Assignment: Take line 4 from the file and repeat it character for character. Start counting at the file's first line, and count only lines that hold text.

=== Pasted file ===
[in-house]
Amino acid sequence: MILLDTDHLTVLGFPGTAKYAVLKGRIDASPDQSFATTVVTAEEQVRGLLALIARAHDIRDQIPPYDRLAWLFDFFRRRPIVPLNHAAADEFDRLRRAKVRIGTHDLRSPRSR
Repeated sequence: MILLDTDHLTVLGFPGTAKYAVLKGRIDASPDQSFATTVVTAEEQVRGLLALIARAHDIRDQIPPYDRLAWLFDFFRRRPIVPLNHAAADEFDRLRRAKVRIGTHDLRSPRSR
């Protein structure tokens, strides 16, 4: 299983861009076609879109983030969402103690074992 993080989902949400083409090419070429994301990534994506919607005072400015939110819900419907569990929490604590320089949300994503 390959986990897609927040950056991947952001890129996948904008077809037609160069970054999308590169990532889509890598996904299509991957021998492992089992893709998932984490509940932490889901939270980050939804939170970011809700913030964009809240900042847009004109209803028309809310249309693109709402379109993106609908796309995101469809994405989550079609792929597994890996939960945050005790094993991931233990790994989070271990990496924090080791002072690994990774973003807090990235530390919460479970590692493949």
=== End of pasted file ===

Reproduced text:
């Protein structure tokens, strides 16, 4: 299983861009076609879109983030969402103690074992 993080989902949400083409090419070429994301990534994506919607005072400015939110819900419907569990929490604590320089949300994503 390959986990897609927040950056991947952001890129996948904008077809037609160069970054999308590169990532889509890598996904299509991957021998492992089992893709998932984490509940932490889901939270980050939804939170970011809700913030964009809240900042847009004109209803028309809310249309693109709402379109993106609908796309995101469809994405989550079609792929597994890996939960945050005790094993991931233990790994989070271990990496924090080791002072690994990774973003807090990235530390919460479970590692493949």